Waterparks’ Awsten Knight: “I wanted to make Greatest Hits sound more grand and expensive, and just massive…”

(Image credit: Jawn Rocha)

After a century-plus of music’s evolution, the concept of ‘originality’ has started to feel obsolete. If a sound exists, or has the potential to, trust that some agile producer has already found a way to make it bop in 4/4. In the 21st century, innovation is less about what you can invent than what you can do with the elements at your disposal. In recent years, we’ve seen death metal with horn sections, electronic ska, even classic rock written by artificial intelligence. Sometimes I wonder how John Lennon would’ve responded to dubstep.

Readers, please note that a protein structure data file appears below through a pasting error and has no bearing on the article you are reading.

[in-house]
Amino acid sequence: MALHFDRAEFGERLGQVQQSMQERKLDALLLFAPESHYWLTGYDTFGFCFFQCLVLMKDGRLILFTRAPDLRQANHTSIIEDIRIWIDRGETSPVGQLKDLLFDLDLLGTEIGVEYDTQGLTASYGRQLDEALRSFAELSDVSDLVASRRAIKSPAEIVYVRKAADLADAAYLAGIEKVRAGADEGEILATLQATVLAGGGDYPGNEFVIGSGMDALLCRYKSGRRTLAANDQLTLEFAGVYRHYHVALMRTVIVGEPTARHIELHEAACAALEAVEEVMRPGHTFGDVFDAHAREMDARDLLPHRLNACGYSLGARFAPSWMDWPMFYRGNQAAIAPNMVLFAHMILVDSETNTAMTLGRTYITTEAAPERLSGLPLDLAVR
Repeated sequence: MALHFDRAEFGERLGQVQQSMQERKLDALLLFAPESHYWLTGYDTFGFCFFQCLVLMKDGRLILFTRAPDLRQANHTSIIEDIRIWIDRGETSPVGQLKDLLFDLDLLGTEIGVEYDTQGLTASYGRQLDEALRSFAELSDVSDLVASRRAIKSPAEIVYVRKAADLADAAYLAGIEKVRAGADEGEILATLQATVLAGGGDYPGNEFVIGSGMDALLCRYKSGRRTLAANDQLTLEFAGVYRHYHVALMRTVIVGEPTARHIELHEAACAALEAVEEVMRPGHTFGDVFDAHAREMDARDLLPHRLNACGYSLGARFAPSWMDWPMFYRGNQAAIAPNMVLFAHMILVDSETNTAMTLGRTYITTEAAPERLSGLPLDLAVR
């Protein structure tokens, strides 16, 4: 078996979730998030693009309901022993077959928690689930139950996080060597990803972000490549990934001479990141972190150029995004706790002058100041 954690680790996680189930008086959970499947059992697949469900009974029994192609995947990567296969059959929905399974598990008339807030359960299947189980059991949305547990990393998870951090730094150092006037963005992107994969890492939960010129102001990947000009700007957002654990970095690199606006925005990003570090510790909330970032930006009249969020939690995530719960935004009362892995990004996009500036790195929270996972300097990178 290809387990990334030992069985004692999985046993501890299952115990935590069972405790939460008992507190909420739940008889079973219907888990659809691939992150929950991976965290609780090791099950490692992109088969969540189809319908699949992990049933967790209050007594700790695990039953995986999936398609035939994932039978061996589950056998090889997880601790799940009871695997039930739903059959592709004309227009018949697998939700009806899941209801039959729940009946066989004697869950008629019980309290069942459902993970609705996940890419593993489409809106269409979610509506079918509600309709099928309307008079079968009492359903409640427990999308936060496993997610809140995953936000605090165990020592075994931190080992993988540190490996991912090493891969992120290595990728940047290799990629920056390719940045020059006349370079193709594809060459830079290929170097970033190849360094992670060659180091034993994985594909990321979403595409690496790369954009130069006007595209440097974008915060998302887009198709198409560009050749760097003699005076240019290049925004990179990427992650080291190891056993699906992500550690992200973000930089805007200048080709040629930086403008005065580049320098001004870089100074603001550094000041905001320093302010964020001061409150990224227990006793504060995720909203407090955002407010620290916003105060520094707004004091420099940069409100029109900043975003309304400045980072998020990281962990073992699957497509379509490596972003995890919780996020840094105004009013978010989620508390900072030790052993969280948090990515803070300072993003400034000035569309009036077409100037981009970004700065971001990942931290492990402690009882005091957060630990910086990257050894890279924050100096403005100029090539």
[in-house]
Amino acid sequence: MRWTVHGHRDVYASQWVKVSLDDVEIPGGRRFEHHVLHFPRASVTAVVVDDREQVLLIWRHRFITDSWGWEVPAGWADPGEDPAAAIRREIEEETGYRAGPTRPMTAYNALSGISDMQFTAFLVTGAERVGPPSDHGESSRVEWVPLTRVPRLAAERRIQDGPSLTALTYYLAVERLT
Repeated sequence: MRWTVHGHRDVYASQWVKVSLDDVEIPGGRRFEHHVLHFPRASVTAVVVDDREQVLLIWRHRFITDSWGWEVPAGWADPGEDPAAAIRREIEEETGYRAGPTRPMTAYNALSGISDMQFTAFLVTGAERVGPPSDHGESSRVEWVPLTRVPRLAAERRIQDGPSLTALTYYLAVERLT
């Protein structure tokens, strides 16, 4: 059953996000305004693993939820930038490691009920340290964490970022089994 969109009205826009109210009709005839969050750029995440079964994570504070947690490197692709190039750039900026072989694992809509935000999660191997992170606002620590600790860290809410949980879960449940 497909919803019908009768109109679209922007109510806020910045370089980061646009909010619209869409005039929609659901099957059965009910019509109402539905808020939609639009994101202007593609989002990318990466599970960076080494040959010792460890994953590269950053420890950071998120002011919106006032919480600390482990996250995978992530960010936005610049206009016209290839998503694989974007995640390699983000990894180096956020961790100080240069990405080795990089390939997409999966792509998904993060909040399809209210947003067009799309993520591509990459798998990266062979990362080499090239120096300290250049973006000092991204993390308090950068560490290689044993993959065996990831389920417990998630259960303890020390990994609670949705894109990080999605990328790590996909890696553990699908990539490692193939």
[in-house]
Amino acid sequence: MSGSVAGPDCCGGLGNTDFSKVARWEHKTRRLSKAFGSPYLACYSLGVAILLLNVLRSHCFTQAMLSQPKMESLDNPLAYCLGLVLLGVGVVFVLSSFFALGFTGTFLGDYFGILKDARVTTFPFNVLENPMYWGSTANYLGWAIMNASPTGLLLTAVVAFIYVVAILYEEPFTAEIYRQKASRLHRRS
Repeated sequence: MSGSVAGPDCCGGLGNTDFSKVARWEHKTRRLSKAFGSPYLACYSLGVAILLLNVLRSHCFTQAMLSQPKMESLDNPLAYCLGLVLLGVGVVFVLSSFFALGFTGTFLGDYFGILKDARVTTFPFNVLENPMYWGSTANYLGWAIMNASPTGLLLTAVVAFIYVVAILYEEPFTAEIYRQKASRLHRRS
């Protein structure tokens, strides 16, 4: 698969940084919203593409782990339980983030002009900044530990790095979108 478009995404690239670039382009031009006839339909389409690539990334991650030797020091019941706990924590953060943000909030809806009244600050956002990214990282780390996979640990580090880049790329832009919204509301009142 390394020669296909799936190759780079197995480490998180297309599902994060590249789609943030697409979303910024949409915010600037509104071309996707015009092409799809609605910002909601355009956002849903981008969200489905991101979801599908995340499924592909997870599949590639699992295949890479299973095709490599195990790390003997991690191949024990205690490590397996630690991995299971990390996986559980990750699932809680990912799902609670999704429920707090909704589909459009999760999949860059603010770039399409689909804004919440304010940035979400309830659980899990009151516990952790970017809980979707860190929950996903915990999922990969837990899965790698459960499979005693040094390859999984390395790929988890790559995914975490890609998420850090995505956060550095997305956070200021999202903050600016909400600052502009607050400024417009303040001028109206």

The point is: genuinely anything is possible. And that’s the core ethos on which Texan pop-punk outfit Waterparks is built. Eschewing the typical monochrome garb and reliance on themes of angst and anxiety, the trio embrace eccentricity with exhilarating aplomb – both in visual and sonic aesthetics. There are hallmarks each Waterparks album must adhere to – plenty of sass, swagger and singalong-suitable hooks – but the filters through which they’ll spin those are powerfully polychromatic; trap beats, guitar solos, ballad-esque piano runs, breakdowns, bass drops – so long as it suits the tune, they’ll find a place for it.